Information for Laboratory Staff
Candida auris: A drug-resistant fungus that spreads in healthcare facilities
A CDC message to laboratory staff
Candida auris is a fungus that causes serious infections and spreads in healthcare facilities. Laboratory staff, healthcare personnel, and infection preventionists can all help prevent it from spreading.
Why is Candida auris a problem?
- It causes serious infections. C. auris can cause bloodstream and other types of invasive infections, particularly in patients in hospitals and nursing homes who have many medical problems. More than 1 in 3 patients die within a month of being diagnosed with an invasive C. auris infection.
- It is often multidrug-resistant. Antifungal medications commonly used to treat other Candida infections often don’t work for C. auris. Some C. auris isolates are resistant to all three major classes of antifungal medications.
- It is becoming more common. Although C. auris was just discovered in 2009, the number of cases has grown quickly. Since 2009, cases have been reported in dozens of countries, including the United States.
- It is difficult to identify. C. auris can be misidentified as other types of yeasts unless specialized laboratory methods are used. Correctly identifying C. auris is critical for starting measures to stop its spread and prevent outbreaks.
- It can spread and cause outbreaks in healthcare facilities. Just like other multidrug-resistant organisms such as carbapenem-resistant Enterobacteriaceae (CRE) and methicillin-resistant Staphylococcus aureus (MRSA), C. auris can be transmitted in healthcare settings and cause outbreaks. It can colonize patients for many months, persist in the environment, and withstand some commonly used healthcare facility disinfectants.
Prepare for C. auris identification
Early detection can help limit spread of C. auris.
- Some phenotypic methods for yeast identification can misidentify C. auris as a number of different organisms.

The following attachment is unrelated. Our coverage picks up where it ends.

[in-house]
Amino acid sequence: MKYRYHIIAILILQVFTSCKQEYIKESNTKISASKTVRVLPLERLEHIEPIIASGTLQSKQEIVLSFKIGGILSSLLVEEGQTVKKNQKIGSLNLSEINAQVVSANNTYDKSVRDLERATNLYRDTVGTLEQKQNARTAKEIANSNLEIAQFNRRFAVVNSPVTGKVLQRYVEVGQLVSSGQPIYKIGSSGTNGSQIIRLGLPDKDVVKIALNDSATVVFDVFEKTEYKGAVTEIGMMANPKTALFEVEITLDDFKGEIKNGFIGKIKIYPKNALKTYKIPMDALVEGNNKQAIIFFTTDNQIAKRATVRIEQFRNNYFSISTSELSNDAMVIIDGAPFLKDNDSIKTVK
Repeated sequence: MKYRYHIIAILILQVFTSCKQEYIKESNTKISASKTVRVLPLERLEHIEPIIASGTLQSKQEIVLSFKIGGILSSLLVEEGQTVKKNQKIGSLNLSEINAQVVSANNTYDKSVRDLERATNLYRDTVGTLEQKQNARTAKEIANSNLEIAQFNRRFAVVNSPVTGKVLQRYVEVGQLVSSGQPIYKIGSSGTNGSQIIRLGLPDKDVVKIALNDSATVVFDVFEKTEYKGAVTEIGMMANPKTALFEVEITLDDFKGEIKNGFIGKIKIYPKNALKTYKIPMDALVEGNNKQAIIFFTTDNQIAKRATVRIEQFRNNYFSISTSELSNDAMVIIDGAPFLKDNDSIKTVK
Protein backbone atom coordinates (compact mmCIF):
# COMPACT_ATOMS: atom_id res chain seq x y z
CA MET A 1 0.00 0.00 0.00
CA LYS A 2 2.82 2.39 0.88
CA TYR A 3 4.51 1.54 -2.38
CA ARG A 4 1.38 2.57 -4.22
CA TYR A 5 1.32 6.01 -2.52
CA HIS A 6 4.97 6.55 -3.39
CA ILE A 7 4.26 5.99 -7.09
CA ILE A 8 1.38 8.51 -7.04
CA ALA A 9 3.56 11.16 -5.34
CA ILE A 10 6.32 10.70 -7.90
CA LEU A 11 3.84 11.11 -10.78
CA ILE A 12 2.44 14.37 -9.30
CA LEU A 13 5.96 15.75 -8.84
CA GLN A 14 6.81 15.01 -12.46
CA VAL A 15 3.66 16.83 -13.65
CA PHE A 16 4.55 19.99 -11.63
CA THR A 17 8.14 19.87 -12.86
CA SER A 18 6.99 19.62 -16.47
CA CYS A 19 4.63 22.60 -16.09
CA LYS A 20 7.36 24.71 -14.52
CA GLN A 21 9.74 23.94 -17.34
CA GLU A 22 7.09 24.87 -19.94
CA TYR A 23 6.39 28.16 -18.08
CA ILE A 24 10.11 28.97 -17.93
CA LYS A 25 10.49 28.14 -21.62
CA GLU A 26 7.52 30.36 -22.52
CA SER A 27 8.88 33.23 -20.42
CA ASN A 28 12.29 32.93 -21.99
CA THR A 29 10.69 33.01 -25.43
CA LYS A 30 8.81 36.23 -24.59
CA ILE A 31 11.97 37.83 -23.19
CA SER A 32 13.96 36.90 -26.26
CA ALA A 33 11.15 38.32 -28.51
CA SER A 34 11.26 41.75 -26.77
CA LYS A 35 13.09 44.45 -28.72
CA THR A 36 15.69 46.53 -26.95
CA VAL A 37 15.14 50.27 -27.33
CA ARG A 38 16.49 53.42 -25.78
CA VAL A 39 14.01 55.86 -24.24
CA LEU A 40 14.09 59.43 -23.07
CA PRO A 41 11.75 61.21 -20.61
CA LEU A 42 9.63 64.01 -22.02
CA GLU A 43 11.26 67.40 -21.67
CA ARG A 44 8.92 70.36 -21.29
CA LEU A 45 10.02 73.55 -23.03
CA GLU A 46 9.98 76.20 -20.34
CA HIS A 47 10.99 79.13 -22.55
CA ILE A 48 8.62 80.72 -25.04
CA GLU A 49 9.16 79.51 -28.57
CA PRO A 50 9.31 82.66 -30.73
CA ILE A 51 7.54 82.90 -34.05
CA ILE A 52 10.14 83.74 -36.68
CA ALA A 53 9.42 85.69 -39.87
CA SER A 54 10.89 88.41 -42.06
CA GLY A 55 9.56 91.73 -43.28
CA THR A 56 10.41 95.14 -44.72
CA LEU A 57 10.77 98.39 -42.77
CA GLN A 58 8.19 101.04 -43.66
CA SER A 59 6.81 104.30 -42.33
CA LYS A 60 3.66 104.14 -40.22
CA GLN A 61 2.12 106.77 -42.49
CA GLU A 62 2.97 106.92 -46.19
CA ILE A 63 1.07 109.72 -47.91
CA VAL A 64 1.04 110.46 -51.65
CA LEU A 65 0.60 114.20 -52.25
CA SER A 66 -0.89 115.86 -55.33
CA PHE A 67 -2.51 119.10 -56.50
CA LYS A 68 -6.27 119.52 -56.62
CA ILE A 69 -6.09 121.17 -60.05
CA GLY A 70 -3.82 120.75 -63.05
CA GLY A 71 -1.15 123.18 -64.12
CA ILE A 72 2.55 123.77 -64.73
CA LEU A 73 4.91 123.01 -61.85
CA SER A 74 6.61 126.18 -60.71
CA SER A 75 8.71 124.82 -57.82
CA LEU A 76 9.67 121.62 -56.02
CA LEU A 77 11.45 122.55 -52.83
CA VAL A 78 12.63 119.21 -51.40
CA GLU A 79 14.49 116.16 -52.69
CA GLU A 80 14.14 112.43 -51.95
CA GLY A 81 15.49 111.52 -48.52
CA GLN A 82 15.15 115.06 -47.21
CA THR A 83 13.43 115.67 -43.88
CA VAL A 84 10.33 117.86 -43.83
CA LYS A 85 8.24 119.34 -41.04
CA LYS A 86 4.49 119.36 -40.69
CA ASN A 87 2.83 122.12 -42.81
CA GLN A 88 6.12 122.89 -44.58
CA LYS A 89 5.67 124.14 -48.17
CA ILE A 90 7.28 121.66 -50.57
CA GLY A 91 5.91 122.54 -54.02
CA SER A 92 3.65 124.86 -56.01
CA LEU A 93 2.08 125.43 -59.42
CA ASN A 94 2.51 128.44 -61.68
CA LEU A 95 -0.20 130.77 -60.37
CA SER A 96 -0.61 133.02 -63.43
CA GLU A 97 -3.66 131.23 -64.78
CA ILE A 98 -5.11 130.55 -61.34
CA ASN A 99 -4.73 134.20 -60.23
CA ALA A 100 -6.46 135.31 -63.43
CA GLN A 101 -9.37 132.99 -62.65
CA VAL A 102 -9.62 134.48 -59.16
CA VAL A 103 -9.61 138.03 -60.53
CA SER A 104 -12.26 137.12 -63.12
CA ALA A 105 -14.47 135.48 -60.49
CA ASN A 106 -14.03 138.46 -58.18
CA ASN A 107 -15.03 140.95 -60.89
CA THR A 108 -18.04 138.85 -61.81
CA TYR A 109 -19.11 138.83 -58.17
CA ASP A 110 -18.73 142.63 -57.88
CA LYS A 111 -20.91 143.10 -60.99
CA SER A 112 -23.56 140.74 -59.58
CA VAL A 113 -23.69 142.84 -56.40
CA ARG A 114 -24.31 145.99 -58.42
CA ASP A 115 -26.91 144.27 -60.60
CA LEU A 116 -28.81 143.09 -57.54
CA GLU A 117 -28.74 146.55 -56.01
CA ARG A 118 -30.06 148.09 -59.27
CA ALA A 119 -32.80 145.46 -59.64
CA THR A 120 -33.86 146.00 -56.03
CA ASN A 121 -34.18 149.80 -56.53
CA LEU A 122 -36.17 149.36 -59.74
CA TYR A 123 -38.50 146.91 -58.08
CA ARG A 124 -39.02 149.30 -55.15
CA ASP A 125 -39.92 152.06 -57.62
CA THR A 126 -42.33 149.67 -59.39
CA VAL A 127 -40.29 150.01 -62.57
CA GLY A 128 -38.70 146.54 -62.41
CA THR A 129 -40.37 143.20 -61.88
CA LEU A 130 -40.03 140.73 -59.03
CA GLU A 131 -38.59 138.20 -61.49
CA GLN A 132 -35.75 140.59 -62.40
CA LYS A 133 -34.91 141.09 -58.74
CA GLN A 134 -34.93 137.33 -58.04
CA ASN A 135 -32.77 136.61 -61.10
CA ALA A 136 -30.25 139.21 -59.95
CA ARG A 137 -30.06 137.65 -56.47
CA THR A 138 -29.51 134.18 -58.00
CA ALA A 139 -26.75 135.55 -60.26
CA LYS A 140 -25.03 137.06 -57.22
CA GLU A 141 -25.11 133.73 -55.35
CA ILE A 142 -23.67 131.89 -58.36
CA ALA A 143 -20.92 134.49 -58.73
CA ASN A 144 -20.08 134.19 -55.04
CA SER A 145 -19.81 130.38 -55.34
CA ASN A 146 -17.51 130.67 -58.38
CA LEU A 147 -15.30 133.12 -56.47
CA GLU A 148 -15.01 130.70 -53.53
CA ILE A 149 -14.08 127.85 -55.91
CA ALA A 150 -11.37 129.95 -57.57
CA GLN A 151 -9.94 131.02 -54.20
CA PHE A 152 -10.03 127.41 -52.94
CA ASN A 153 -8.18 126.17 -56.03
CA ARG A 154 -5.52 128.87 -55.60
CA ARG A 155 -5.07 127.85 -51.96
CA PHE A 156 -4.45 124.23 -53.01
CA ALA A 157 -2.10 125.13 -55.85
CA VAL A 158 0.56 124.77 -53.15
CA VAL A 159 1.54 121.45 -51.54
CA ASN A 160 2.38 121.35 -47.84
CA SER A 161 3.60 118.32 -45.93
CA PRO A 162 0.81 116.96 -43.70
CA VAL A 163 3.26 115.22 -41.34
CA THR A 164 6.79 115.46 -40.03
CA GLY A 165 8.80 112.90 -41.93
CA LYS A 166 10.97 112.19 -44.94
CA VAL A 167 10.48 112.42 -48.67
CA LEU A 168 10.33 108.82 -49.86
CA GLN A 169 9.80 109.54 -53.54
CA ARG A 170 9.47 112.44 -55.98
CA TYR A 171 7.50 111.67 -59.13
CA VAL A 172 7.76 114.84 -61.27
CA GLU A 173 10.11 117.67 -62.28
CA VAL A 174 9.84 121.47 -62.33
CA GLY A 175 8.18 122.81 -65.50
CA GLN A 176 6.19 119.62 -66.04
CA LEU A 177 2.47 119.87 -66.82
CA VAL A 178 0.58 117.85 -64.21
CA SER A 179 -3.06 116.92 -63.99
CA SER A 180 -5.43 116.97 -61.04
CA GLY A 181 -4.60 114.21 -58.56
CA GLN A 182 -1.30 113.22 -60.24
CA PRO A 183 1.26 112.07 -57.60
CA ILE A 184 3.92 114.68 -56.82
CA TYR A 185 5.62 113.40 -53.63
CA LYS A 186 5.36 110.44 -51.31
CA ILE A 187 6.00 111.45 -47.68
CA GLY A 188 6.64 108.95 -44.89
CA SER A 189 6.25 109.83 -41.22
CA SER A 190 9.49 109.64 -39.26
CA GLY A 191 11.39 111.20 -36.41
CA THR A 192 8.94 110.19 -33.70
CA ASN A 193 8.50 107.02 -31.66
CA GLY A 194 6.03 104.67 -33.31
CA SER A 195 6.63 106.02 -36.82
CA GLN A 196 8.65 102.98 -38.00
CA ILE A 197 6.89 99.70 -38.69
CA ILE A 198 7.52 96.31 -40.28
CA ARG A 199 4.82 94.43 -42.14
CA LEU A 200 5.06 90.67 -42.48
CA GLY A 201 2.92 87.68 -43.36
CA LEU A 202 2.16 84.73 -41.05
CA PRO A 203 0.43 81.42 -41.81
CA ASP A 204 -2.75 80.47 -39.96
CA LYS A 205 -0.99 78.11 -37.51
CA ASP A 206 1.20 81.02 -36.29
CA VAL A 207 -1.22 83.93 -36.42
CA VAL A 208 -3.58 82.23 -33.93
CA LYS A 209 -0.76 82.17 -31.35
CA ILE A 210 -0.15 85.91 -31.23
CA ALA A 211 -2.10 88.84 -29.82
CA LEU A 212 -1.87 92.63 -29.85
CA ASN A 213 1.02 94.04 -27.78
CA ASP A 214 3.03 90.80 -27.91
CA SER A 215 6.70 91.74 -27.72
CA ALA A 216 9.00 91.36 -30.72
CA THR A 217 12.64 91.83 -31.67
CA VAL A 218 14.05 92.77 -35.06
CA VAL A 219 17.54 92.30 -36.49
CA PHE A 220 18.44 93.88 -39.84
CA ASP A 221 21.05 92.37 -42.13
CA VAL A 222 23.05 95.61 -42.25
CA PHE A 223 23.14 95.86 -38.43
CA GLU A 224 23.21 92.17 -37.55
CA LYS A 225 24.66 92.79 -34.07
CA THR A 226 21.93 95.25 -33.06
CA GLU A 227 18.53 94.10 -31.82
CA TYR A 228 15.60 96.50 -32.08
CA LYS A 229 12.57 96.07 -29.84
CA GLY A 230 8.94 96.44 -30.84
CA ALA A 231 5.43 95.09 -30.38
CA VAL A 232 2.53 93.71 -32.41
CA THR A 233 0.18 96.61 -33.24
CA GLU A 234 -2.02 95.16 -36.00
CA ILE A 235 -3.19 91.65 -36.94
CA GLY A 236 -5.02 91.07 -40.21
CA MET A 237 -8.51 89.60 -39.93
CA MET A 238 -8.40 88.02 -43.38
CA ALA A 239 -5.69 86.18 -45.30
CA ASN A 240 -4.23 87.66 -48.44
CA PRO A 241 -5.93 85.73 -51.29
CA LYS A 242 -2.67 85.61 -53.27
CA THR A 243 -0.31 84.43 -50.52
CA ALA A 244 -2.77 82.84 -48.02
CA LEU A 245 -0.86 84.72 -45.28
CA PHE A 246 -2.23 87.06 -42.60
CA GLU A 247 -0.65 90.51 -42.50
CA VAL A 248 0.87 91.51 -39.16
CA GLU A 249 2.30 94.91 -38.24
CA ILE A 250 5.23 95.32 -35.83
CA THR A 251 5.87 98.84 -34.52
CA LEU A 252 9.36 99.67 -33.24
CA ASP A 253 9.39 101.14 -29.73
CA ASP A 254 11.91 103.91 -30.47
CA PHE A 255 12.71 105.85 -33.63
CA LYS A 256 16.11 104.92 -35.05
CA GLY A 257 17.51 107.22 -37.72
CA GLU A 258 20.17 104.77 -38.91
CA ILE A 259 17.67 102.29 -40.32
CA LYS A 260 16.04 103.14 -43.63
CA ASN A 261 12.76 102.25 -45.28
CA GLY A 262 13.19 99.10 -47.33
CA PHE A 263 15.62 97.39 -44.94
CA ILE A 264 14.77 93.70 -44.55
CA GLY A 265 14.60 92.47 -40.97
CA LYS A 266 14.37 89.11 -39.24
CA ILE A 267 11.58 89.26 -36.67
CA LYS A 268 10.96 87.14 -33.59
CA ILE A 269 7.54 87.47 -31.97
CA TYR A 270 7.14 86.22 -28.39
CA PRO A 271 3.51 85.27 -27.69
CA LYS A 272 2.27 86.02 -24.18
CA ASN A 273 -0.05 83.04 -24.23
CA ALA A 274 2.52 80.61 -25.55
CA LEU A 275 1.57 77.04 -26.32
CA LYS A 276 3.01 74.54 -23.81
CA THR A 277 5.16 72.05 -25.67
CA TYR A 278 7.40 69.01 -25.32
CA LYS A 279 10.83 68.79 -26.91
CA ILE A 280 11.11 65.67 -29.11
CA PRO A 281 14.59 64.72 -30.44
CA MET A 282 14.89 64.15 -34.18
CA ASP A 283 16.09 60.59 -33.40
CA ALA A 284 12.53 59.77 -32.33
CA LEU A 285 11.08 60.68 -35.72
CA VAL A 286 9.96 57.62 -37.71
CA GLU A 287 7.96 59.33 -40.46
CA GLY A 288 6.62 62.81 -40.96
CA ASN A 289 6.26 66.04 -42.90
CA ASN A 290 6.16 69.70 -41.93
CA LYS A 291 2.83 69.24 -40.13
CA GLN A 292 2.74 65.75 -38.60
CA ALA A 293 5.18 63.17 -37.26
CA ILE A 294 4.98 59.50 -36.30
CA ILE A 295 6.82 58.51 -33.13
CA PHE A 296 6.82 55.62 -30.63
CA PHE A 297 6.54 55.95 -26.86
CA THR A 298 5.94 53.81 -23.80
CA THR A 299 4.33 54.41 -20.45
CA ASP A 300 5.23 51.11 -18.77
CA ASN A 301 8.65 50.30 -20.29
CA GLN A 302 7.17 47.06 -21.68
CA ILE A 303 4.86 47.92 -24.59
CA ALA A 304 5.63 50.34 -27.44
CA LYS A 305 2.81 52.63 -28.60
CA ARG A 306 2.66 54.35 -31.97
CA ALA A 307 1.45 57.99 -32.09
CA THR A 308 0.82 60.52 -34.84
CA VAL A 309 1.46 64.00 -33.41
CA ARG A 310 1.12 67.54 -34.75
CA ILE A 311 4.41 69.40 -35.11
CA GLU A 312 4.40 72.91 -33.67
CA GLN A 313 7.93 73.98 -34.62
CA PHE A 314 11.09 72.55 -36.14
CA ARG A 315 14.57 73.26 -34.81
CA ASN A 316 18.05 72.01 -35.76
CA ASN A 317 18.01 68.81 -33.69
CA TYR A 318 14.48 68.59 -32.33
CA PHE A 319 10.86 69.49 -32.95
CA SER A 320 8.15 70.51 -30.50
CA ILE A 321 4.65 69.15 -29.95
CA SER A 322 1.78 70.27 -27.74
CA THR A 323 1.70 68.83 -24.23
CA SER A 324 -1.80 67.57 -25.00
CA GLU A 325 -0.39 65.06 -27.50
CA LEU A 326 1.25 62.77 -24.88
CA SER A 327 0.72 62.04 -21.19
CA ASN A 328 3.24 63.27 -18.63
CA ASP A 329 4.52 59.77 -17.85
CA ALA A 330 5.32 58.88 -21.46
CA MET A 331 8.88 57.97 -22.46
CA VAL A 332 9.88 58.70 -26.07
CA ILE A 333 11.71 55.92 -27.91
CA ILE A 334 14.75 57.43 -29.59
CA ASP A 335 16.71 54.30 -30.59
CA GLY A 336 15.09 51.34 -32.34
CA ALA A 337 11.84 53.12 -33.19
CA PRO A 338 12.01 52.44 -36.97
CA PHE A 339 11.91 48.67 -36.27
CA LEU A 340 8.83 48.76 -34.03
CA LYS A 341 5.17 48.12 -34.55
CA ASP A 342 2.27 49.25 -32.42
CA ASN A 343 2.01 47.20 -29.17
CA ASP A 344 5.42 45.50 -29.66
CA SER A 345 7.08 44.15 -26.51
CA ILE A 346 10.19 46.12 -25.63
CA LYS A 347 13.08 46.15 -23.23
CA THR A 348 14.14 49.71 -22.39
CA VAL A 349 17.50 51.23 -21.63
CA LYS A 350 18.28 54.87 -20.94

- C. auris is often misidentified as Candida haemulonii, another rare yeast, but misidentifications depend on the lab methodology used.
- Know whether the yeast identification method used in your laboratory misidentifies C. auris and, if so, what the possible misidentifications are. See https://www.cdc.gov/fungal/candida-auris/recommendations.html for common misidentifications by method.
- Misidentification can lead to inappropriate patient treatment and delay appropriate infection control precautions.
- There are no phenotypic characteristics that can easily distinguish C. auris from other Candida species.
- The most reliable way to identify C. auris is matrix-assisted laser desorption/ionization time-of-flight mass spectrometry (MALDI-TOF MS).
- If you have a MALDI-TOF MS in your lab, ensure that C. auris is included in the database.
- Molecular methods based on DNA sequencing can also identify C. auris. Accepted methods include sequencing of the D1-D2 region of the 28s ribosomal DNA (rDNA) or the internal transcribed spacer (ITS) region of rDNA.
- Some labs have recently been successful implementing qPCR methods, which provide the fastest test results at this time.
- Validate your instrument to confirm it can identify C. auris. If needed, use isolates from wwwn.cdc.gov/ARIsolateBank/.
- Work with your facility’s infection preventionist to set up a plan for informing them about possible or confirmed C. auris and subsequent notification of public health authorities.
- Work with your state and local public health department for further characterization of these isolates. The health department will determine whether additional outreach to the Antibiotic Resistance Laboratory Network or CDC is needed.
What should I do if C. auris is confirmed?
- Report possible or confirmed C. auris cases immediately to your facility’s infection prevention and control department and follow your facility’s process for reporting to public health departments.
- Conduct antifungal susceptibility testing.
- Look for other cases of C. auris in your facility:
- Review microbiology records to find potentially missed cases.
- Begin surveillance for C. auris from clinical specimens to identify new cases.
- C. auris is found in many body sites and fluids, including blood, respiratory, and abdominal specimens.
- Consider identifying the species of Candida isolates from both sterile and non-sterile sites, even if this is not routine practice at your facility. Continue surveillance for at least one month or until there is no evidence of transmission.
More guidance on when to suspect C. auris, how to correctly identify C. auris, and suggested antifungal drug minimum inhibitory concentration (MIC) cutoff values are available on CDC’s web pages for
- Identification of C. auris: https://www.cdc.gov/fungal/diseases/candidiasis/recommendations.html
- Antifungal Susceptibility Testing and Interpretation: https://www.cdc.gov/fungal/candida-auris/c-auris-antifungal.html.
For more information, please contact the Centers for Disease Control and Prevention (CDC), National Center for Emerging and Zoonotic Infectious Diseases, Division of Foodborne, Waterborne, and Environmental Diseases
1600 Clifton Road, NE, Mail Stop H24-9, Atlanta, GA 30329-4018